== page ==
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Too Much Room at the Inn?
12/22/2008 9:54 am EST
Peter Slatin, editor of the Forbes/Slatin Real Estate Report, says oversupply makes it too early to buy hotel REITs, but investors should get their shopping lists ready.
In 2008, after several years of embracing hotels and hotel development, investors at the direct and indirect level have taken their money and run for the exits. Through November 30th, hotel real estate investment trust (REIT) stocks had lost a devastating 63% of their value.
While the slump in stock prices suggests that there are already bargains galore for investors, there has been virtually no more indication of investor appetite for shares than there is for properties. In other words, no one is biting.
It would be comforting to think that that will change when asset prices do begin to come down more sharply-which they are sure to do-as owners face refinancing and/or selling pressure. But a rush of new investors is not likely to materialize.
Renewed investor interest will be slower to gather steam for hotels than for other property types. Noted hotel analyst Dr. Bjorn Hanson, now a professor at New York University's Tisch Center for Hospitality, says that demand or its absence is driving investor sentiment to the negative. The challenge of slipping demand is especially visible against a backdrop of growing supply.
Developers are going into cancellation or suspension mode on new projects across the country, but new hotels already funded and in progress are expected to add 4.5% to supply this year and next. Yet demand, which Hanson says has retreated 1% this year overall, will slide a further 2% in 2009. Thus, relatively minor adjustments in both areas will exacerbate the growing operational imbalance.
Still, although the trigger that will bring investors back to the hotel sector is not yet visible, it is clear that price alone will not do the trick. Even if share values are a harbinger of how far property values will fall-and that is unlikely to be the case-such a dramatic plunge would still be missing an economic or business driver. That will only come as global, national, and regional markets right themselves and push business and recreational spending back into alignment with supply.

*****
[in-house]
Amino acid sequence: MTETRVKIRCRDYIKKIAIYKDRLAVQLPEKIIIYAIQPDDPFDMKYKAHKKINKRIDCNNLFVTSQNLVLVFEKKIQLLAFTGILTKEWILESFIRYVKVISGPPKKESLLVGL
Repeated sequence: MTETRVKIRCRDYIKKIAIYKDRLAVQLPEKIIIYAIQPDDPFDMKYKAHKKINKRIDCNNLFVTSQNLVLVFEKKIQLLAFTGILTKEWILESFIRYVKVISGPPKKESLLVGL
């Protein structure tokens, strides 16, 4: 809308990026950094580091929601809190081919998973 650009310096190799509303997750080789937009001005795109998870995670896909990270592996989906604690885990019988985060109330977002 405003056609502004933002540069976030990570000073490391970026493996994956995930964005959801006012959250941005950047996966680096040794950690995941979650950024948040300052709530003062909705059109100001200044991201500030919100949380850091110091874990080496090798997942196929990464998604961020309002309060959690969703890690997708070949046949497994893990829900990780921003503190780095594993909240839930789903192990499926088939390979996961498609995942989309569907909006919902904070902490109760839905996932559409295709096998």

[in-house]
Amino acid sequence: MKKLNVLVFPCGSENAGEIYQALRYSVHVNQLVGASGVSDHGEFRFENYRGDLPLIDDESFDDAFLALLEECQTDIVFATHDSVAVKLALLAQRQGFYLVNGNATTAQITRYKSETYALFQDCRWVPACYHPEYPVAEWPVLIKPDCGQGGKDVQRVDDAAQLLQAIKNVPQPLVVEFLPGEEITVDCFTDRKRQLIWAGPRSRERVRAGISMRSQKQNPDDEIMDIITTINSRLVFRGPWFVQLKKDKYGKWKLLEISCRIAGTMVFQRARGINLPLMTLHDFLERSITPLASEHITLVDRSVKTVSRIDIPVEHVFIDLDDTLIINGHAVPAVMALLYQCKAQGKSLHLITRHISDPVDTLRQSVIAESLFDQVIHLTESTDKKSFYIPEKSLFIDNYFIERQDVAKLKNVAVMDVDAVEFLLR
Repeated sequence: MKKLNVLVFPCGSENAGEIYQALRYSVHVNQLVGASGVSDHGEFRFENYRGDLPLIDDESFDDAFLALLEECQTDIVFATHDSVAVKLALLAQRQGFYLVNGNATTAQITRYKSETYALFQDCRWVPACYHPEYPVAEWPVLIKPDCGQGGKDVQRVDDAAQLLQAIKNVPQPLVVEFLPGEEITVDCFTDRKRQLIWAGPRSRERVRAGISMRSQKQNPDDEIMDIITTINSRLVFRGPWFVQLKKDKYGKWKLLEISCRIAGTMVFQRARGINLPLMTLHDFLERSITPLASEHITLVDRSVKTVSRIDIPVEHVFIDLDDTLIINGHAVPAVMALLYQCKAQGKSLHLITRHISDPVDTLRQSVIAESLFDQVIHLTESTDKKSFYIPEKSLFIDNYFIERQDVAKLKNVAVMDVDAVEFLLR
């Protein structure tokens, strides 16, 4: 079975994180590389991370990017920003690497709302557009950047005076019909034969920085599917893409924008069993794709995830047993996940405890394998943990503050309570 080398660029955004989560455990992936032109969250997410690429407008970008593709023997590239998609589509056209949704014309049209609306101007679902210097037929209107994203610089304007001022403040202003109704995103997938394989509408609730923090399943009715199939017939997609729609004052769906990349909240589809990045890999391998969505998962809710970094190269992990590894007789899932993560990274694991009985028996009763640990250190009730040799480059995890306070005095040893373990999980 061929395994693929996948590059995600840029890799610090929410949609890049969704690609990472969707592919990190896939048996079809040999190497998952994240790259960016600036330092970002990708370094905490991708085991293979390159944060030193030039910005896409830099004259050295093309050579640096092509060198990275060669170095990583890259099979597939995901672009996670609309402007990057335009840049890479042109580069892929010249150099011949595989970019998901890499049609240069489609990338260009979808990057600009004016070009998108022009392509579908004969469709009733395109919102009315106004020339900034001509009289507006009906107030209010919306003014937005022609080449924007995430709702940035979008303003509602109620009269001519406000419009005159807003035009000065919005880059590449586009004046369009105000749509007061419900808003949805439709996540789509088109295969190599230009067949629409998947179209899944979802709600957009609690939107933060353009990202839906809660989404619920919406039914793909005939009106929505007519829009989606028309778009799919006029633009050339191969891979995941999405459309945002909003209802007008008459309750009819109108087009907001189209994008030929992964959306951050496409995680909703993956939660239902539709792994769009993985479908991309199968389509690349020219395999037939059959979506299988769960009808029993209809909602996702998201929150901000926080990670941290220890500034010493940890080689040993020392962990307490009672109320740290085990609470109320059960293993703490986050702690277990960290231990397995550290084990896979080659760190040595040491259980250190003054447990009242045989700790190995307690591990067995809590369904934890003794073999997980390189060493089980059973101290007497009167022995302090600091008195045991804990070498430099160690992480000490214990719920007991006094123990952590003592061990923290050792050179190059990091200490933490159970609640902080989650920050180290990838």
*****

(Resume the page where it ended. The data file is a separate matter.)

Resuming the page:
With all that as backdrop, are there any hotel companies worth dipping into for the patient investor seeking a bargain? Not yet, and probably not until mid-2009 at the earliest. Start with Marriott International (NYSE: MAR), which was among the first to acknowledge that times were getting tough. Marriott's weak spot, lack of international exposure, may actually be a help as global travel slips.
Although MAR still has significant downside to worry about at home, it is in a much better balance-sheet position than rival Starwood (NYSE: HOT) among the hotel giants. Host Hotels & Resorts (HST) is another well-managed hotel REIT with strong assets that is significantly cheaper than it once was and that should be able to withstand debt pressures through the downturn.
(Marriott closed just below $18 Friday, while Host closed below $8-Editor.)
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